If you ever thought Jane Austen needed more demon hunting, The Dark Days Club by Alison Goodman is the book for you.
In Regency London, Lady Helen Wrexhall is preparing for her presentation to the queen. Her parents died under mysterious circumstances no one talks about except to mention the shame Lady Helen’s mother brought to the family. This means that Lady Helen must be a paragon in order to avoid the stain of such an association and marry well.
Which makes it very inconvenient when she starts to manifest unusual abilities. Having grown up being able to read the tiniest signs of emotion in people’s faces, she starts to find herself filled with a restless energy. When one of her family’s housemaids goes missing, Lady Helen sets out to investigate. She finds herself drawn into a shadowy side of the world she never knew existed and to the Earl of Carleston. Through him she learns the truth of her abilities and must choose between her duty to her country and her desire to lead a normal life.
Lady Helen is the perfect heroine for this Regency fantasy. Her intelligence is a key trait; it was delightful that she doesn’t need to be spoon-fed every little detail about the new world in which she finds herself—with a few basic details, she’s perfectly capable of figuring out the implications. When Lord Carleston is less than forthcoming with information, Lady Helen tests her powers for herself.
Her intelligence and curiosity are also liabilities in a society that expects men to do the thinking. The Dark Days Club doesn’t shy away from the sexism inherent in the setting. Although she is considered wealthy, Lady Helen won’t be granted charge of her fortune until she turns 25. Until then, she is at the mercy of an emotionally-abusive uncle, who thinks of her only in terms of ways to marry her off and distance himself from the shame of her mother. The lack of privacy and agency granted to ladies of the nobility constantly hampers Lady Helen in her investigation. And, indeed, society sees very little need to investigate the disappearance of a lowly housemaid.
Which brings me to the Dark Days Club itself. The eponymous organisation is dedicated to combating the demon presence in England. Their members are called Reclaimers and possess supernatural speed and strength. Given that their duties put them in touch with aspects of the world hidden from the general population, you might expect them to be a free-thinking and progressive society. However, we quickly learn that’s not the case. It turns out the Lady Helen is their only female Reclaimer. She is expected to eschew combat in favour of more sedate (and occult) duties.
The premise and the sexism in the setting could have left readers with the feeling Lady Helen was Not Like Other Girls. This is somewhat mitigated by her desire for a normal life and her connection with other women, because just as the mores of the time curtail Lady Helen’s movements, they also mean she’s most frequently in the company of other women. We get to see her friendship with other ladies of the nobility, as well as her strong connection to her maid Darcy. These relationships are filled with genuine affection and warmth. Indeed, it is at Darcy’s behest that Lady Helen begins investigating the housemaid’s disappearance, setting events in motion. However, Lady Helen is always conscious that—with the exception of Darcy—she can never be completely honest with her friends.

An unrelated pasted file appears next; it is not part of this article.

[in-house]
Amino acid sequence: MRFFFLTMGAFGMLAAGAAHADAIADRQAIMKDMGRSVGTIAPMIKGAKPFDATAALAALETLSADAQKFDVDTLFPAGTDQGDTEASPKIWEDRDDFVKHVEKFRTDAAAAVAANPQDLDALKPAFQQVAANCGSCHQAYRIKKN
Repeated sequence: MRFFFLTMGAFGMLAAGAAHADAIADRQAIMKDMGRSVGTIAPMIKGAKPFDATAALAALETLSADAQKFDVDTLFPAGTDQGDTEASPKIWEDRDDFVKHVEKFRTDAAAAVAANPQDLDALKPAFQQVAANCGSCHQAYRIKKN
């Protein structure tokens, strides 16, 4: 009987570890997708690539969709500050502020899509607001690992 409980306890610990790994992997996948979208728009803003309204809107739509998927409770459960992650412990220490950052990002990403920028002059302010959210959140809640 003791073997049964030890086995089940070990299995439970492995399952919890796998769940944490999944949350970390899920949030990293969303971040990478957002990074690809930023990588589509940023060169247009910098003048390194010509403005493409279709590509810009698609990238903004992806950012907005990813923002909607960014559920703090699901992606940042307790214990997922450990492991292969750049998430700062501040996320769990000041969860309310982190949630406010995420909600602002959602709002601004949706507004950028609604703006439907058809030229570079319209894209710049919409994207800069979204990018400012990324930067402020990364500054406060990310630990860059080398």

Fans of the other Darcy—Jane Austen’s Fitzwilliam Darcy—are likely to find a lot to like in Lord Carleston. Aside from rank, wealth and good looks, both are commanding and taciturn. The first encounter between Lord Carleston and Lady Helen rather echoes that between Lizzy and Darcy, in that Carleston fails to make a good impression on Lady Helen. However, Carleston is a character with more edges than his counterpart from Pride and Prejudice. Local gossip has it that he killed his wife four years ago, though a body was never found. Since Lady Helen is already looking to avoid the stain of her mother’s disgrace, being associated with a figure like Carleston is not likely to help. Even once she begins to warm to him, it doesn’t quite dispell her feelings of unease, since it is plain he has his own agenda and hasn’t been entirely forthcoming with her. This, combined with his supernatural abilities and superior training, makes him a dangerous figure.
Fortunately for Helen, there’s a far more suitable romantic match in the Duke of Selburn. As charming as Carleston is austere, the Duke seems to genuinely like Lady Helen for who she is. That makes it all the harder for Lady Helen to keep her secrets. A history of bad blood between the Duke and Lord Carleston adds to the tension.
It’s plain that a great deal of historical research has gone into the story, though it doesn’t hit you over the head. Rather, it shows itself through how thoroughly the story is grounded in its setting. This isn’t just a Regency overlay for Buffy the Vampire Slayer. Not only are Lady Helen’s concerns firmly part of the time, but the little details are pitch perfect. It will get you thinking about just how awkward it is to put on or take off leather gloves.
This attention to detail also extends to use of language. It uses an Austen-inspired formal style, while taking care to remain readable to a modern audience. There’s a sprinkling of period-specific terminology, but context makes the meaning plain. Nevertheless, it is a book intended for the older end of the young adult market, with cross-over appeal to an adult audience.
All in all, The Dark Days Club demonstrates the best of historical fantasy and is an enthralling start to the series.